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Time For Change
By Paul May on 31/08/13Share:
From Inside Time September 2013
A national newspaper recently dubbed me a 'veteran' campaigner against miscarriages of justice (which is, of course, a tactful way of saying that I'm quite old and worn out). My involvement in attempting to overturn wrongful convictions for almost thirty years means I recall how cases were handled by the Home Office's C3 Division before the 1997 creation of the Criminal Cases Review Commission (CCRC).
C3 operated in an opaque and unaccountable manner. Officials reacted passively to submissions of fresh evidence rarely making any inquiries on their own initiative. Correspondence took months before perfunctory often absurdly inaccurate replies were received. Reasons drafted by C3 to justify decisions were invariably inadequate and often factually erroneous.
I don't accordingly count myself among those who would axe the CCRC and return innocent prisoners to the dark days of C3. There are, nevertheless, a few cases where the Commission seems determined to emulate the sloth which typified the Home Office's approach. Where there has been a previous appeal, the average time (after a Case Review Manager has been allocated) for the Commission to decide whether to refer convictions to the courts is 38 weeks. This may be (just about) reasonable but it's not been the experience of Eddie Gilfoyle whose support group I chair.
Convicted in 1993 of murdering his wife, Eddie spent more than 18 years in prison before his release on licence in 2010 under stringent conditions. In August 2010, his lawyer Matt Foot submitted extensive new evidence to the CCRC pointing to Eddie's innocence. This includes a catalogue of non-disclosure of crucial material by police and prosecution, expert evidence which conclusively refutes outlandish theories advanced by the Crown as to how Eddie was supposed to have murdered his wife and material which debunks the Court of Appeal's bald assertion at his most recent hearing in 2000 that his pregnant wife 'had no history of depression' and could not, therefore, have killed herself. More than three years later, Eddie is still waiting for the Commission to make a decision in his case.
There are admittedly cases which require lengthy investigation. I represented Sam Hallam whose murder conviction was quashed by the Court of Appeal in 2012 in his application to the CCRC. I suspected the evidence we'd been able to gather largely consisting of statements from witnesses who'd been at the murder scene might be insufficient to convince the Court of Appeal. Sam was therefore reliant on the CCRC exercising its powers to scrutinise police records, secure case exhibits and interview prosecution witnesses. In particular, we asked that Sam's mobile phone seized by police be examined. Sam maintained it contained images which would confirm his location elsewhere at the time of the murder. Care was taken never to mention the phone in campaign publicity. Call me an old (or even veteran) cynic but I feared that if the importance we attached to this evidence became known, the phone might somehow find its way out of the possession of the Metropolitan Police to the bottom of a nearby canal before anyone could look at it. A Thames Valley Police inquiry lasting over a year found the phone and a mass of other material. It transpired Sam was mistaken about the images (he'd mixed up his dates) but it did show him in a pub almost two miles away shortly before the murder. It took the CCRC two and a half years from application to a referral decision. Eddie Gilfoyle has already waited longer.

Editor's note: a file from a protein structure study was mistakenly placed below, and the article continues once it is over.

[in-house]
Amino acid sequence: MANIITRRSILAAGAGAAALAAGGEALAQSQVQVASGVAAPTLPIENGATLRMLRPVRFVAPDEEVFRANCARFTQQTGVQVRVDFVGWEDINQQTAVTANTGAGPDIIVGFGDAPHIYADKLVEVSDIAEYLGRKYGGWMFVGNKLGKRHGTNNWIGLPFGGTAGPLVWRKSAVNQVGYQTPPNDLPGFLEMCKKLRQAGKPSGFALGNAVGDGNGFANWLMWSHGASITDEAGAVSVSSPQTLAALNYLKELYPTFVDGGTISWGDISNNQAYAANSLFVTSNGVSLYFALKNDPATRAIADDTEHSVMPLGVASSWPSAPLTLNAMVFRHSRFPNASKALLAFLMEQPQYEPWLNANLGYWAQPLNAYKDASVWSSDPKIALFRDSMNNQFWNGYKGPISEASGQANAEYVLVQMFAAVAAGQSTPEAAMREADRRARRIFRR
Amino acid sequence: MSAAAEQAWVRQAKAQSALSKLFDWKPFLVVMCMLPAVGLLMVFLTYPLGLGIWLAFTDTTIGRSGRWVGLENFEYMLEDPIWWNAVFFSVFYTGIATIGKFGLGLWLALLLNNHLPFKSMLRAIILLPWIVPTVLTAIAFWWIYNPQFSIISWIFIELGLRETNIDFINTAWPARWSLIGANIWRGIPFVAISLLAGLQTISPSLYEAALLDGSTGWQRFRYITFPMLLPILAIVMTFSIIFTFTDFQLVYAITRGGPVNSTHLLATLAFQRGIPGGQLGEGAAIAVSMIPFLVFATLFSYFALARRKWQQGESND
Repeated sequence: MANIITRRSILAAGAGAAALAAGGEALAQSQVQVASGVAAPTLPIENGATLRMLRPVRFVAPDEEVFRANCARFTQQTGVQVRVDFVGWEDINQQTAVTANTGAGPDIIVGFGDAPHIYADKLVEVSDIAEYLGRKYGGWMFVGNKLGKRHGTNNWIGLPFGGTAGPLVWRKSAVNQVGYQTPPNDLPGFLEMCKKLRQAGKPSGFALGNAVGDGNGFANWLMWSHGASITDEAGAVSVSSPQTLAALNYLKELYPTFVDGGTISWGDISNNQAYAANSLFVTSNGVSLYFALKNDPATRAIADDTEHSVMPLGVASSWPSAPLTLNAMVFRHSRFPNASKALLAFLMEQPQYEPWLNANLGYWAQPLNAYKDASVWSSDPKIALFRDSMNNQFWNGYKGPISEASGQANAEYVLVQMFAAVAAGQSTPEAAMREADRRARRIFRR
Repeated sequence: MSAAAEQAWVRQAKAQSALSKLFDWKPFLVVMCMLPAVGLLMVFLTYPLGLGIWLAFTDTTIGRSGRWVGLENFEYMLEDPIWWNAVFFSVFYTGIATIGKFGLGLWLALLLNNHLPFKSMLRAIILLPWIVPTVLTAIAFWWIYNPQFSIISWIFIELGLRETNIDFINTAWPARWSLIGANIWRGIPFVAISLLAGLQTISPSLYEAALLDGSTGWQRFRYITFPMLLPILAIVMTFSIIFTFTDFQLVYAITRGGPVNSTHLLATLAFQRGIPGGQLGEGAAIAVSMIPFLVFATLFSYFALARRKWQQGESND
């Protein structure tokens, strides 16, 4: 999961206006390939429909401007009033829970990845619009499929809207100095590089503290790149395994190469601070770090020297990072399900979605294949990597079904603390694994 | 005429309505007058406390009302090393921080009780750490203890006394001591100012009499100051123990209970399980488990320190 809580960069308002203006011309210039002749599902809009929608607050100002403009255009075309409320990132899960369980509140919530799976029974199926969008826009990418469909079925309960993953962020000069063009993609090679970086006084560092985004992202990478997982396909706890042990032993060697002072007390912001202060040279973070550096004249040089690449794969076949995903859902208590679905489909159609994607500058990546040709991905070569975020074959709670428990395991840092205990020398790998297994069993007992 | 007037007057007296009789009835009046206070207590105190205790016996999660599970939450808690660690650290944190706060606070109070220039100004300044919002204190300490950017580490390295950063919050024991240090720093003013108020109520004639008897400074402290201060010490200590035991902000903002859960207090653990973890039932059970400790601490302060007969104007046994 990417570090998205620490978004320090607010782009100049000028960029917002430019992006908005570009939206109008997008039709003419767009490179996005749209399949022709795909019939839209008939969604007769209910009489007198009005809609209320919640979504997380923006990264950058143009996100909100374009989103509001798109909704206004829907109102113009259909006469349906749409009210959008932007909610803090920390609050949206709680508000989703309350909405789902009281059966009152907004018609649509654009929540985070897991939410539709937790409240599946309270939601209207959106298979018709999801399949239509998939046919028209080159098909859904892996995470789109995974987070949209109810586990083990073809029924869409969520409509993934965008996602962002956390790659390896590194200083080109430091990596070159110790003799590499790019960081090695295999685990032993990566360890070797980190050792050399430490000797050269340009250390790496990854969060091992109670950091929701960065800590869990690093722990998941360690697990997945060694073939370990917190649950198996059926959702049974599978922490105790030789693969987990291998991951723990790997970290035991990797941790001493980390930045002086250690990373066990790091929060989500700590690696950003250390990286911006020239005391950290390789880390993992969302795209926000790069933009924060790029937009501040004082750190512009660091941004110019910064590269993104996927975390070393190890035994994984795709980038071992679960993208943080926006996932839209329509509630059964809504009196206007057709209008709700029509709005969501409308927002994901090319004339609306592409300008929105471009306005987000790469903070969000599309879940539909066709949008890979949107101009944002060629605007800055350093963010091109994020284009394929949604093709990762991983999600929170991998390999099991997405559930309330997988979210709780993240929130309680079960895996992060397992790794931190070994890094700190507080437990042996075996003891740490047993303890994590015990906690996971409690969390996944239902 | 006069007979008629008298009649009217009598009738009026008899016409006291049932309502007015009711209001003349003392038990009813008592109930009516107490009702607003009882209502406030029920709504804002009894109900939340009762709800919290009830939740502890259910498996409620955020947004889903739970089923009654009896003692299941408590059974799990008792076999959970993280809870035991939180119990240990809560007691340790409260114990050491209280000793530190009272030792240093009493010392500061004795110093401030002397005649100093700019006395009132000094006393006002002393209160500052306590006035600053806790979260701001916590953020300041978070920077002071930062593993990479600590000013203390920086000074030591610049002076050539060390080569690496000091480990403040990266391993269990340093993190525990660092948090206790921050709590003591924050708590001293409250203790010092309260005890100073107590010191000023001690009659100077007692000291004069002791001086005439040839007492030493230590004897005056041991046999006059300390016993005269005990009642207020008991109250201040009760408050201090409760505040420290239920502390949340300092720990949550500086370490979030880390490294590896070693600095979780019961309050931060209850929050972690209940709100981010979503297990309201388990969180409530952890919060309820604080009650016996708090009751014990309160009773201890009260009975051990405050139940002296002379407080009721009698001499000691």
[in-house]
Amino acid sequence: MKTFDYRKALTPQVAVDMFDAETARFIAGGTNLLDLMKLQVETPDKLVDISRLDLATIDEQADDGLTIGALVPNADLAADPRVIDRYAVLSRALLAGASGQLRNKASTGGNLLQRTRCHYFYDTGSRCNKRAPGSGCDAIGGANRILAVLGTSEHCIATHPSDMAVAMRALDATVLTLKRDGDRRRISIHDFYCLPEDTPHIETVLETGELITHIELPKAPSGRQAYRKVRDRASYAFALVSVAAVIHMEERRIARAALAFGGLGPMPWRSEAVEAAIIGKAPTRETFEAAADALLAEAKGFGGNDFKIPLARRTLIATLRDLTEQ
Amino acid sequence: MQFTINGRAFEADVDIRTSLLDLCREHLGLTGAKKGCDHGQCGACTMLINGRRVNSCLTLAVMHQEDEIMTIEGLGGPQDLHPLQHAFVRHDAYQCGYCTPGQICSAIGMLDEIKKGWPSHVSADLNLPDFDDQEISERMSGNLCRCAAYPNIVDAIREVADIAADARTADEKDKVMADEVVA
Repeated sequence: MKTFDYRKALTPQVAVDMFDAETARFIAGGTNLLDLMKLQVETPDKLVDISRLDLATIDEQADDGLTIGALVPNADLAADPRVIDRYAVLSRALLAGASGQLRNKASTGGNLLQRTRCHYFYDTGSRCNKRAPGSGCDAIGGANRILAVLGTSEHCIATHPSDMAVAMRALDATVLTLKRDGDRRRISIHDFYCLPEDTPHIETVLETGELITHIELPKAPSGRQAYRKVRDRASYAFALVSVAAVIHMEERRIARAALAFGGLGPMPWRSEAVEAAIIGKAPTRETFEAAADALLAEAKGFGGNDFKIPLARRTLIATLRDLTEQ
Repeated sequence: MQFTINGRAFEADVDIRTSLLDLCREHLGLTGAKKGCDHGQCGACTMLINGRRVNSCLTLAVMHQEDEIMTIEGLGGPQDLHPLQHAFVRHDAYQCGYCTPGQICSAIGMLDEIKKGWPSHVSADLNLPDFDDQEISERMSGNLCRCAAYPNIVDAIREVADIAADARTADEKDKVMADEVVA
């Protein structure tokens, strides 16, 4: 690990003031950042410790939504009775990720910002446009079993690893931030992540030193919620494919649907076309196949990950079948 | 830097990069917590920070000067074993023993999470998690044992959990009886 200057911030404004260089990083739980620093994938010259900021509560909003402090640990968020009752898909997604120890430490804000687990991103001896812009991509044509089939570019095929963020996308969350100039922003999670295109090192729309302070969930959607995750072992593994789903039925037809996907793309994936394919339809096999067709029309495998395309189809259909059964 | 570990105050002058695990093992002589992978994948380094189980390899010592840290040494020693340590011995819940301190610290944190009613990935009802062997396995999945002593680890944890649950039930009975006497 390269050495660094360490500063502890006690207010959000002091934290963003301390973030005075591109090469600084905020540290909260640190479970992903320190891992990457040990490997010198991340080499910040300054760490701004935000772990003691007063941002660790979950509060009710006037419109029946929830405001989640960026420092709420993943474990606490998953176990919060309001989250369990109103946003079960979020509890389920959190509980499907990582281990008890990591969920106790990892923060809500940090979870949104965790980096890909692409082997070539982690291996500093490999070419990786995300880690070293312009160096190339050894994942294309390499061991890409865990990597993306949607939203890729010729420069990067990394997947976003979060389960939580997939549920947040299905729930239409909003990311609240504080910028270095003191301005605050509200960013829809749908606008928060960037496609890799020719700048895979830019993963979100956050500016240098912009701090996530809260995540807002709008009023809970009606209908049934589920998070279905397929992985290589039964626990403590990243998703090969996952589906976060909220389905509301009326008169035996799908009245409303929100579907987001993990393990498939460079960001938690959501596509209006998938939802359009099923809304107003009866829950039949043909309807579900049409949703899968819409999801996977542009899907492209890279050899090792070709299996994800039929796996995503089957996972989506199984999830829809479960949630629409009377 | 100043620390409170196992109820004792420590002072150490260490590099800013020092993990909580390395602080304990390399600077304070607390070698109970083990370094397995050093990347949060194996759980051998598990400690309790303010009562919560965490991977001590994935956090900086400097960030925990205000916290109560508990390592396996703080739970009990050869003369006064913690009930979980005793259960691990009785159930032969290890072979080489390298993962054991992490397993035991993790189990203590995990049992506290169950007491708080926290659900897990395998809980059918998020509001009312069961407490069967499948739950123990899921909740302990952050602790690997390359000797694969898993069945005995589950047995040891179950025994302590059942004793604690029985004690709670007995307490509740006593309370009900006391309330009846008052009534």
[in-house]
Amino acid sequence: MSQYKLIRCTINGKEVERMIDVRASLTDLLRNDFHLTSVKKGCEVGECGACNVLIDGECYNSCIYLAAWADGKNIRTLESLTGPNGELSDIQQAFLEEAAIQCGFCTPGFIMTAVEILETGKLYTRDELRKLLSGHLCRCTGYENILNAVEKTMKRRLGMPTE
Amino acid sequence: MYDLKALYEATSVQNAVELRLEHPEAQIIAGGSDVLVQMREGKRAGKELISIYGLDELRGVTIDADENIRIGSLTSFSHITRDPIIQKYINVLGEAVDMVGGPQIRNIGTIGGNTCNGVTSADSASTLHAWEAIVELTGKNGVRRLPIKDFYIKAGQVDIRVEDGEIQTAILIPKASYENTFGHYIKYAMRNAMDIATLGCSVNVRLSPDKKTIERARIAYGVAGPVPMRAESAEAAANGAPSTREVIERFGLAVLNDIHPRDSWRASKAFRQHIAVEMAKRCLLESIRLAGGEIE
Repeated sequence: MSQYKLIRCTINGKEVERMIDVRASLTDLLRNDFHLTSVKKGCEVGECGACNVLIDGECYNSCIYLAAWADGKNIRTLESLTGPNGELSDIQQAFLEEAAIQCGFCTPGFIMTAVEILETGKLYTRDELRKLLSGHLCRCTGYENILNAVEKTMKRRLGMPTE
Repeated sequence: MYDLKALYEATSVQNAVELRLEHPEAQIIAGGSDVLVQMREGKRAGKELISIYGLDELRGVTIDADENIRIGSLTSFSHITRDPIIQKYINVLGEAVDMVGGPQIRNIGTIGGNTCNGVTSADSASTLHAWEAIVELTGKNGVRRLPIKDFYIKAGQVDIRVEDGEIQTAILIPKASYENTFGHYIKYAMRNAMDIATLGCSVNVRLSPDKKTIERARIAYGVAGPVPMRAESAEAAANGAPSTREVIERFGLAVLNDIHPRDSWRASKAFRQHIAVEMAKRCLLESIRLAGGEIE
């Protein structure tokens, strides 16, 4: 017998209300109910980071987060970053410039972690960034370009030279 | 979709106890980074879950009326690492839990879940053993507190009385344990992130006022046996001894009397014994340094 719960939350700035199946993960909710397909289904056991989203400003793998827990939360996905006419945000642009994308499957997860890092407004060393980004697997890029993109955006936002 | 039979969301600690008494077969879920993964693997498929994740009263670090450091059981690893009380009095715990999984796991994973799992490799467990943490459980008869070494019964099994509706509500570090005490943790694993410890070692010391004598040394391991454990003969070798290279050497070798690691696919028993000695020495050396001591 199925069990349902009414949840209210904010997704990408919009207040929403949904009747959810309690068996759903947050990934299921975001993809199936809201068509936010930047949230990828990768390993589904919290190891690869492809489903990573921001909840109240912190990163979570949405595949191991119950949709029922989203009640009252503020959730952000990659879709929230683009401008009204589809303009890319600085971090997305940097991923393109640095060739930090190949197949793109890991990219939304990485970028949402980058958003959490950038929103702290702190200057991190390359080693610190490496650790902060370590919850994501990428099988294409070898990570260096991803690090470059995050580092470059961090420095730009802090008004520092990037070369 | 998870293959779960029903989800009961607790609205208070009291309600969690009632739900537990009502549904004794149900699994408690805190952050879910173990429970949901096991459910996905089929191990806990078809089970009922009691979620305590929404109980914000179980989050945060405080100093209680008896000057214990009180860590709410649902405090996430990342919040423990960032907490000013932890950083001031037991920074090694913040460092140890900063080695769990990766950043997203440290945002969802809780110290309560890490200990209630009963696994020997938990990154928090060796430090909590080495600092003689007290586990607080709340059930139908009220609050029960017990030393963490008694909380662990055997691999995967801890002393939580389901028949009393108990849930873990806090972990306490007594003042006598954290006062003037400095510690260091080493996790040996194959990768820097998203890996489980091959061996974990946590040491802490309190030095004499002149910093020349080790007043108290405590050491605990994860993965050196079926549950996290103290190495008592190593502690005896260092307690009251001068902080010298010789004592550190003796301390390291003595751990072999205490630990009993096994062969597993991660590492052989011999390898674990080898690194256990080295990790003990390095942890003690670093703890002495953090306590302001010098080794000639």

Unlike Sam Hallam, Eddie's case doesn't require the CCRC to devote significant investigative resources. The work of uncovering credible evidence which has never (and could not have) been considered by any court has already been carried by Matt Foot, Eddie's family and the Times Investigations Editor Dominic Kennedy. There is no plausible explanation why assessing the new evidence has taken three years with no end in sight.
What of the effect on Eddie Gilfoyle? As mentioned, Eddie is currently subject to restrictive licence conditions which he once described to me as 'worse than prison'. The Probation Service even suggested that if his support group plan any activity, we should inform them first. My reply could not be repeated in a respectable publication like Inside Time. Years waiting for a decision on top of the trauma he's suffered as an innocent man over two decades have caused inevitable and continuing deterioration in his mental health.
The CCRC's first referral in 1997 was Danny McNamee wrongly convicted of conspiracy to cause explosions. As chair of his campaign, I was much heartened by the speed with which the new Commission investigated and referred his case in just three months after years of Home Office inactivity (C3 once tried to excuse delays in Danny's case because they'd misfiled his submission with another prisoner's papers). The Commission should regain its former sense of urgency in cases such as Eddie Gilfoyle's and announce a decision without further delay.